The sessions also helped him work in a more focused way. “Now that I am working as a staff pharmacist, I still experience stress from the demands of patient care. It is easy for emotions like frustration or anxiety to take over, and to rush through the work. Meditation allows for a more calm and logical approach, which should reduce the opportunity for errors,” he said.

Martin agrees that meditation can be beneficial. As an oncology nurse, her job involves working with the outpatient cancer institute triaging phone calls from patients regarding symptom management, chemotherapy side effects, and other issues. “Meditation has helped me be more present for my patients, use more therapeutic communication, and overall just be more empathetic,” she said.

Mindful Moments
In addition to her weekly meditation sessions, Wilhelm has led a continuing education program for pharmacy staff at the hospital on meditation for stress reduction. For ASHP, she conducted a webinar and a meditation for pharmacy students at the 2018 ASHP Midyear Clinical Meeting. Wilhelm incorporates simple mindfulness techniques in her medication safety lectures and plans to expand more moving forward. She and a colleague recently led a meditation class for graduating medical students at Penn State College of Medicine held immediately after their lecture on loan repayment.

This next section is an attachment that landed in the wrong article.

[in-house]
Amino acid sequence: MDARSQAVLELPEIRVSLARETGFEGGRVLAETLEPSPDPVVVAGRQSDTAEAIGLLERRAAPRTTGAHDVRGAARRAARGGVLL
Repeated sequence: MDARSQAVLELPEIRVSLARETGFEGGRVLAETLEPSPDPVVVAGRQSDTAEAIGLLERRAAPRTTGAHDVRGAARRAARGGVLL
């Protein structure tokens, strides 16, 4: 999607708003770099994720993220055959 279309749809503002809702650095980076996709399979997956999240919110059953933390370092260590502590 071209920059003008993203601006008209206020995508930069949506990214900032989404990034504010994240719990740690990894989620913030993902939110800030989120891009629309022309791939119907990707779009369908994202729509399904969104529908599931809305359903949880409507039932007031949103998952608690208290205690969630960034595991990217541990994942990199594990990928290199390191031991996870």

For healthcare providers interested in learning to incorporate these practices in their work, Wilhelm noted that mindful moments could be tucked in throughout your day. “Walking through the threshold of a patient’s room, or washing your hands, or getting ready to program an IV pump, or verifying a prescription … these can all be mindful moments if you stop for a moment to breathe and get centered,” she said. “Taking that pause to stop, think, assess, and review can lead to better communication, clearer focus, and ultimately, improved patient care.”

 

By Ann Latner